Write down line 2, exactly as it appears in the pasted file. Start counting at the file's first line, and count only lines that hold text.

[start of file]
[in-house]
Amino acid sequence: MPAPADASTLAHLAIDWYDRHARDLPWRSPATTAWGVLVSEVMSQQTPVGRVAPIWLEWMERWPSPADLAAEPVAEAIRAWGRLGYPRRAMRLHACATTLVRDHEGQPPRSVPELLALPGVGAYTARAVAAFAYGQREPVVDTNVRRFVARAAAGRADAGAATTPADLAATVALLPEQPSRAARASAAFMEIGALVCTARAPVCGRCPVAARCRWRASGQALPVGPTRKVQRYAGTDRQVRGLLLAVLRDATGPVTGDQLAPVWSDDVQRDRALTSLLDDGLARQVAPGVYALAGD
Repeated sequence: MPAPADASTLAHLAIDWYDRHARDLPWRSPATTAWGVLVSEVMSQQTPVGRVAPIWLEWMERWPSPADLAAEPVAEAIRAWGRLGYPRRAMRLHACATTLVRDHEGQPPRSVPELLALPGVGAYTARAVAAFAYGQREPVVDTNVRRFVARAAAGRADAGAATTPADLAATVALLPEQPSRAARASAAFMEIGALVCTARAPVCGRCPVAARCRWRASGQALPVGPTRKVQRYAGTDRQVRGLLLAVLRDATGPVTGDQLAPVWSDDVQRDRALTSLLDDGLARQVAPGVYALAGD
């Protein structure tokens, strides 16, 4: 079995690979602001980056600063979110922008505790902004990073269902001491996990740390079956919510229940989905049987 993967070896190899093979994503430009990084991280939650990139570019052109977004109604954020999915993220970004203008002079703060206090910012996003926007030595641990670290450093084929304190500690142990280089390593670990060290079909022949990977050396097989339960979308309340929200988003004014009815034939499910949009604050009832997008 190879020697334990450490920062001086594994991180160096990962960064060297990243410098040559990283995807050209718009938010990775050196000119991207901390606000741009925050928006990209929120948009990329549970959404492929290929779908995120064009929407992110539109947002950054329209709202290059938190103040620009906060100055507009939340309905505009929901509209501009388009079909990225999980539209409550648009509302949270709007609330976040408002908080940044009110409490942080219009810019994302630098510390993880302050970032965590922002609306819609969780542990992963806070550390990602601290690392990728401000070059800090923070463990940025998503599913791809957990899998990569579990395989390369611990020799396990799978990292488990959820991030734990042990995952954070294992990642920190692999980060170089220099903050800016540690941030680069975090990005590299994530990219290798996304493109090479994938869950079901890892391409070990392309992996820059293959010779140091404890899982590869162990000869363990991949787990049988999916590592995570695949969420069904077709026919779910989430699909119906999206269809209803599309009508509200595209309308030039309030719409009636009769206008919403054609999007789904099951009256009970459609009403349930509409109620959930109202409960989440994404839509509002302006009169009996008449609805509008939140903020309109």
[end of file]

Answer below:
Amino acid sequence: MPAPADASTLAHLAIDWYDRHARDLPWRSPATTAWGVLVSEVMSQQTPVGRVAPIWLEWMERWPSPADLAAEPVAEAIRAWGRLGYPRRAMRLHACATTLVRDHEGQPPRSVPELLALPGVGAYTARAVAAFAYGQREPVVDTNVRRFVARAAAGRADAGAATTPADLAATVALLPEQPSRAARASAAFMEIGALVCTARAPVCGRCPVAARCRWRASGQALPVGPTRKVQRYAGTDRQVRGLLLAVLRDATGPVTGDQLAPVWSDDVQRDRALTSLLDDGLARQVAPGVYALAGD